Somebody has identified it as Croatia. There is 35cm (1 foot) difference between high tide and low tide at Split today - and those are Spring Tides!. Next Friday it will be 16cm (6") (The Med doesn't have much in the way of tides).
130 posts • joined 27 Nov 2013
" you cannot enter complex alphanumeric passphrases on a touchscreen"
Err, why not? I can enter almost all the characters on my phone that I can on my keyboard.
My most important passphrase has about 77 bits of entropy (I can be that precise because of the way I generated it). I enter it on my phone. (It actually only consists of lower-case ASCII, but length is more important than character set, and Password123! is not a secure password.)
A suborned employee is not (in any real sense) "the vendor". A suborned employee is just a mechanism for how the external attacker places in the code in the product.
"The vendor as creator" was my initial thought on reading the headline - I thought it was a debugging tool that was left in place in the release. However, debugging tools don't tend to conceal their access to C&C servers like this....
Quote: A source familiar with the matter says Marketo has made a "substantial donation" to a charity chosen by Travis Pebble
That's fairly classy if true. I can't decide whether not trumpeting about it is even classier, or whether it indicates it's not true, but they want some of the brownie points anyway.
Quote: distance per unit time is velocity and has nothing to do with either thrust or power
You have misunderstood what the OP wrote. What he actually said is: "power is distance moved per unit time multiplied by force" (which is correct). There was a parenthetical remark after "time", but it didn't end the definition of power.
No, I'm afraid not. If all the missing matter mass is the form of baryons (protons and neutrons) there would have been rather more fusion going on just after the big bang. The result would have been rather more Helium and Lithium in the universe.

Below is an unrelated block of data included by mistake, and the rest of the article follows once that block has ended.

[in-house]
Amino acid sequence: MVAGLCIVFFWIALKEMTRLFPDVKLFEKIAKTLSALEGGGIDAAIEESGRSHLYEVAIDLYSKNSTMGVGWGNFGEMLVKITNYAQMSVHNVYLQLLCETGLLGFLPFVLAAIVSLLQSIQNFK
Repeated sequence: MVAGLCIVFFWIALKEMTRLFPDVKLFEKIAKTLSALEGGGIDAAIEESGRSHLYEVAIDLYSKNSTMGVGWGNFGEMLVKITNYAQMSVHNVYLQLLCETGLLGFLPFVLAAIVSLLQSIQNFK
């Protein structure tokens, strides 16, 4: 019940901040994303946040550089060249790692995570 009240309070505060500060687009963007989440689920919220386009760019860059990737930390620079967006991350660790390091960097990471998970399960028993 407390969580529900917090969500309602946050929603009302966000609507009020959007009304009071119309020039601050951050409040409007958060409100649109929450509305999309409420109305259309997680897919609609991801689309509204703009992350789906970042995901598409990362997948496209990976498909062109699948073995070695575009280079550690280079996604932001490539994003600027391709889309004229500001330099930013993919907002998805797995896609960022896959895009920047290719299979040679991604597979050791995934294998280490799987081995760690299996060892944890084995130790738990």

I remember a talk given by Professor Sir Herman Bondi in the 80's where he was asked about the missing mass problem (actually, "missing light"). His preferred solution was "bricks". Dust (aka "soot") is too visible in long wavelengths; enough Jupiter sized-objects would show up at other wavelengths. Things the size of a brick (about 1kg) would solve the problem nicely.
... but we now either need something *really* exotic, or our fundamental theories are wrong. I keep hoping we can get rid of "Dark Energy" and replace it with a new theory of gravitation.
The justification was that it meant that the prosecution for possessing real images wouldn't have to prove (beyond reasonable doubt) that the lightly photoshopped image was originally a real image rather than a entirely constructed.
I can see that argument, but it also makes me uncomfortable that images whose creation have involved no harm to anyone are illegal.
That shows a *profound* misunderstand of what "salting" means. The salt is stored in the database along with the hashed password. It is not, in any way, intended to be secret.
The point is that different users will have different salts, and what is stored in the database is the hash of the salt+password. This means that the attacker must try common passwords for each individual user (well, individual salt), and can't just hash all the common passwords once, and then look up each user's hashed password in that list.
IMHO it is better to only allow updates to be done by a dealer.
The trouble is, that people won't take it into a dealer to get it updated. That leaves vulnerabilities lying around waiting to be exploited. OTA updates are the only way to get them done on a timely basis.